Sounds like a solid, stable guy there…just the kind you want loose on the streets. Unbelievable.

The man, identified as Joshua J. Haskell, 42, of American Fork then tied up the woman’s wrists and ankles with shoelaces. He told her that he was going to take her bank cards, cash, her can and PIN numbers, and that if she gave him the incorrect numbers he would return and kill her, authorities said.

The victim’s son heard his mother screaming and called 911. Upon arrival of the officers, Haskell was still in the bedroom with the woman.

Once he realized that police were downstairs, Haskell got into the bed with the woman and told her to tell officers he was her “lover,” the arrest affidavit said.

While Haskell adjusted the sheets to make it look like he was asleep, the woman got out of the bed and ran downstairs. She “ran downstairs to officers in a panicked and horrified manner,” police wrote. Haskell was then arrested at gunpoint.

In speaking to the officers, she told them that “she was sure she was going to die and that she was just waiting for the suspect to stab her,” the affidavit stated.

Haskell had drugs and drug paraphernalia on him at the time of the incident, police said. He had previously been convicted of drug-related crimes at least four times, according to the arrest paperwork. He also has a lengthy criminal history.

“It is of note that Haskell had recently been incarcerated at the Utah State Prison after previously being released on parole and committing a parole violation.

Within the last few days, Haskell was released from the Utah State Prison to a halfway house…However due to the current COVID-19 pandemic, he was suddenly released on (March 17),” police wrote in their affidavit.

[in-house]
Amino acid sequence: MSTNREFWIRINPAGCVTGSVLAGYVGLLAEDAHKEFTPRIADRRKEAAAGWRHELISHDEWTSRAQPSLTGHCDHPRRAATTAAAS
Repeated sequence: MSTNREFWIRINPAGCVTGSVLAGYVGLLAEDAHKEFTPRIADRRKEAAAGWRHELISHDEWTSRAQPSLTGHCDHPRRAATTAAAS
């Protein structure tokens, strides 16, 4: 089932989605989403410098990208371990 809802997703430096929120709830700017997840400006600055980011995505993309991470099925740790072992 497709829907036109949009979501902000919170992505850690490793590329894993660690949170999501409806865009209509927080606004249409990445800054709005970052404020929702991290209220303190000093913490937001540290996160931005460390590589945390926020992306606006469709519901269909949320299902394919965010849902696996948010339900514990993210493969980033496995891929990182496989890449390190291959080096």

For the most recent arrest, Haskell was charged Monday in 4th District Court with aggravated burglary, and aggravated robbery, first-degree felonies, aggravated kidnapping, possession of a weapon by a restricted person, and drug possession, third-degree felonies.

In addition, at the time of his arrest Haskell reportedly had an active warrant out for his arrest for misdemeanor theft.

Why was Haskell let out early? Some “experts” had warned that the coronavirus could “wreak havoc” on correctional facilities in the United States, after which several states and counties began to implement early release strategies to prevent the spread of the disease.

Critics of the early release program have said that by releasing criminals back on the streets during the pandemic, it will not make communities safer, but rather put them at risk.

This is especially true they say because law enforcement will likely be overrun to a degree by increased calls for service with forces that will likely be themselves reduced by the virus.

For prison inmates, the coronavirus outbreak must be a dream come true. Across the country, state after state is releasing prisoners out of coronavirus concerns.

While most of those states claim that the prisoners being released are either “at-risk” prisoners, or low-level offenders, the incident in Utah will become a common occurrence because clearly more serious offenders are getting released.

It is interesting that states like California, which has shut down gun shops as “non-essential” businesses, they are letting hundreds, if not thousands of prisoners out onto the streets. With over-matched police, prisoners out on the streets and people unable to purchase guns to defend themselves, this will probably not turn out well.